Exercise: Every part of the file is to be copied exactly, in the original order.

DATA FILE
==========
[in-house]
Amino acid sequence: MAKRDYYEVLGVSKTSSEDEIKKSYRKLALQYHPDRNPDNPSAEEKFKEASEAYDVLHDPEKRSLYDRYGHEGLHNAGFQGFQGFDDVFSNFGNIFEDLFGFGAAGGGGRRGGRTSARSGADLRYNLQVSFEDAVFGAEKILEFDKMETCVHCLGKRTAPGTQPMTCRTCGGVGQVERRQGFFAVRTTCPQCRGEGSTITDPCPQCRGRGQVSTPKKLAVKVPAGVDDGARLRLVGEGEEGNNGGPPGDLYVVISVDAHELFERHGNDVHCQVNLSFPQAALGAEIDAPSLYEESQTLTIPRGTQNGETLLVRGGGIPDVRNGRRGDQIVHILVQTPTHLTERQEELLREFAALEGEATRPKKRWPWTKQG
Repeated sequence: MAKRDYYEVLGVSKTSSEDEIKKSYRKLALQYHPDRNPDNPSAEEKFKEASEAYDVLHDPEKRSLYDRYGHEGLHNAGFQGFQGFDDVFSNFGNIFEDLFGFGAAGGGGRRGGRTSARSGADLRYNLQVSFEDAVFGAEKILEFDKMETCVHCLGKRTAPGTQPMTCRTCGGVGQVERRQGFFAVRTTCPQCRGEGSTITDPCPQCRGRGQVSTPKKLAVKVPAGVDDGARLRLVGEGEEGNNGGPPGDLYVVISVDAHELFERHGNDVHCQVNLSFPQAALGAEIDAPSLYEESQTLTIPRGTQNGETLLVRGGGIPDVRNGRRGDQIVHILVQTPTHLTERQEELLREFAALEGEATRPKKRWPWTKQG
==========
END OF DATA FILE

[in-house]
Amino acid sequence: MAKRDYYEVLGVSKTSSEDEIKKSYRKLALQYHPDRNPDNPSAEEKFKEASEAYDVLHDPEKRSLYDRYGHEGLHNAGFQGFQGFDDVFSNFGNIFEDLFGFGAAGGGGRRGGRTSARSGADLRYNLQVSFEDAVFGAEKILEFDKMETCVHCLGKRTAPGTQPMTCRTCGGVGQVERRQGFFAVRTTCPQCRGEGSTITDPCPQCRGRGQVSTPKKLAVKVPAGVDDGARLRLVGEGEEGNNGGPPGDLYVVISVDAHELFERHGNDVHCQVNLSFPQAALGAEIDAPSLYEESQTLTIPRGTQNGETLLVRGGGIPDVRNGRRGDQIVHILVQTPTHLTERQEELLREFAALEGEATRPKKRWPWTKQG
Repeated sequence: MAKRDYYEVLGVSKTSSEDEIKKSYRKLALQYHPDRNPDNPSAEEKFKEASEAYDVLHDPEKRSLYDRYGHEGLHNAGFQGFQGFDDVFSNFGNIFEDLFGFGAAGGGGRRGGRTSARSGADLRYNLQVSFEDAVFGAEKILEFDKMETCVHCLGKRTAPGTQPMTCRTCGGVGQVERRQGFFAVRTTCPQCRGEGSTITDPCPQCRGRGQVSTPKKLAVKVPAGVDDGARLRLVGEGEEGNNGGPPGDLYVVISVDAHELFERHGNDVHCQVNLSFPQAALGAEIDAPSLYEESQTLTIPRGTQNGETLLVRGGGIPDVRNGRRGDQIVHILVQTPTHLTERQEELLREFAALEGEATRPKKRWPWTKQG